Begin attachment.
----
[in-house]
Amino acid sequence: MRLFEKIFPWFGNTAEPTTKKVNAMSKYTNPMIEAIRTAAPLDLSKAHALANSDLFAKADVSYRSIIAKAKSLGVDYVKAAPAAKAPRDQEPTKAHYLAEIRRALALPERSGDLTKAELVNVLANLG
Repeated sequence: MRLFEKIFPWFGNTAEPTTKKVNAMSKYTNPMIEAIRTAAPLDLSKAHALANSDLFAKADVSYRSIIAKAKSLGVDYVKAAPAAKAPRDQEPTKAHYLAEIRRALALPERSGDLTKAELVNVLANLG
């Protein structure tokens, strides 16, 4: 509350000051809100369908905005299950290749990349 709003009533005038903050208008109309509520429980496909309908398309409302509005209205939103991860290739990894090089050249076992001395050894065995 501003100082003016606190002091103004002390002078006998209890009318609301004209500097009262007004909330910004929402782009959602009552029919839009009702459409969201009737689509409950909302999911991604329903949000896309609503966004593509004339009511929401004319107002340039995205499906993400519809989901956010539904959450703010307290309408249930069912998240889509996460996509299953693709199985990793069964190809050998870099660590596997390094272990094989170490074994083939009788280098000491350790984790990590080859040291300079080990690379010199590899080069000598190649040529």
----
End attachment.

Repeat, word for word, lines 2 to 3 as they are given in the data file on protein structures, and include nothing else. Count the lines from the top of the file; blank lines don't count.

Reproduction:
Amino acid sequence: MRLFEKIFPWFGNTAEPTTKKVNAMSKYTNPMIEAIRTAAPLDLSKAHALANSDLFAKADVSYRSIIAKAKSLGVDYVKAAPAAKAPRDQEPTKAHYLAEIRRALALPERSGDLTKAELVNVLANLG
Repeated sequence: MRLFEKIFPWFGNTAEPTTKKVNAMSKYTNPMIEAIRTAAPLDLSKAHALANSDLFAKADVSYRSIIAKAKSLGVDYVKAAPAAKAPRDQEPTKAHYLAEIRRALALPERSGDLTKAELVNVLANLG